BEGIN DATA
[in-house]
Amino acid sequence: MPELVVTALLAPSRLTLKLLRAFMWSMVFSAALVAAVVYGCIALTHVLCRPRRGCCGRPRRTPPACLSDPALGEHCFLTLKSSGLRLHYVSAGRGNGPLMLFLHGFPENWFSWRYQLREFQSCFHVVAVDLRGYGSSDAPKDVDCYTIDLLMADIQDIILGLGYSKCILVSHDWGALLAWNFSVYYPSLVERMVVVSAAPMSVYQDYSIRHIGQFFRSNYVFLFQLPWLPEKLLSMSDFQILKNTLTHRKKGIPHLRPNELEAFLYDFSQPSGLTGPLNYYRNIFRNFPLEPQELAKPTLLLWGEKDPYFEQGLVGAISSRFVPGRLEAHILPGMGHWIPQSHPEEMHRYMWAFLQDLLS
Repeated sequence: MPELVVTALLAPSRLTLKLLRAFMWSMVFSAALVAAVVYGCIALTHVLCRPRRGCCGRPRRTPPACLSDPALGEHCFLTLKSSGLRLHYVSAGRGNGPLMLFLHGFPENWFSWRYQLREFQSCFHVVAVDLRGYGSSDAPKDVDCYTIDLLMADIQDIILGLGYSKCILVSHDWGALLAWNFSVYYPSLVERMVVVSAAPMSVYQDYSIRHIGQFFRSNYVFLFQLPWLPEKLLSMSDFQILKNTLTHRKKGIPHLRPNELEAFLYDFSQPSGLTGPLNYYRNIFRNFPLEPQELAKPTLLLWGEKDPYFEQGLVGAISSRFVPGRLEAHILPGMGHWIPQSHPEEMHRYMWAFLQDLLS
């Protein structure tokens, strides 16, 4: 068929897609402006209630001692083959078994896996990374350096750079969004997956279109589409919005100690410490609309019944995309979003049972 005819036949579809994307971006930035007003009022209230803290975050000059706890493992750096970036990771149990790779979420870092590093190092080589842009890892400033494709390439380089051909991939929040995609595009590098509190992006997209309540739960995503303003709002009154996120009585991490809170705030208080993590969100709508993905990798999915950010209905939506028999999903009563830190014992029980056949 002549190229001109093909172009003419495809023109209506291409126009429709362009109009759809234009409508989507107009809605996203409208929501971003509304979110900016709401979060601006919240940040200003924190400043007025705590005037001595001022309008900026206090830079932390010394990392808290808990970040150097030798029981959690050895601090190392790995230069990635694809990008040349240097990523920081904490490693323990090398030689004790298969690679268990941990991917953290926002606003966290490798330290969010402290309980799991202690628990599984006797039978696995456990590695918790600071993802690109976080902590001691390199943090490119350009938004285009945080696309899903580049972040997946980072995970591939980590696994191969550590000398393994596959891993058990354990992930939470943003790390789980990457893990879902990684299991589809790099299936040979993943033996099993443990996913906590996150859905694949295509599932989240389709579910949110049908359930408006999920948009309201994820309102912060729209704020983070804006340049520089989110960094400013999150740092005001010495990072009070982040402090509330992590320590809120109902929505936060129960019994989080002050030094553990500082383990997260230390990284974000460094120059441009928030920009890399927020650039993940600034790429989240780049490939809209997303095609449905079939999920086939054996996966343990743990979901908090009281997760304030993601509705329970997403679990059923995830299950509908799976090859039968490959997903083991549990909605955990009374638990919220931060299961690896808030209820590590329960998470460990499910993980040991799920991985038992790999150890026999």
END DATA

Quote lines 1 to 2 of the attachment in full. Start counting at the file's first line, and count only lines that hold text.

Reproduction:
[in-house]
Amino acid sequence: MPELVVTALLAPSRLTLKLLRAFMWSMVFSAALVAAVVYGCIALTHVLCRPRRGCCGRPRRTPPACLSDPALGEHCFLTLKSSGLRLHYVSAGRGNGPLMLFLHGFPENWFSWRYQLREFQSCFHVVAVDLRGYGSSDAPKDVDCYTIDLLMADIQDIILGLGYSKCILVSHDWGALLAWNFSVYYPSLVERMVVVSAAPMSVYQDYSIRHIGQFFRSNYVFLFQLPWLPEKLLSMSDFQILKNTLTHRKKGIPHLRPNELEAFLYDFSQPSGLTGPLNYYRNIFRNFPLEPQELAKPTLLLWGEKDPYFEQGLVGAISSRFVPGRLEAHILPGMGHWIPQSHPEEMHRYMWAFLQDLLS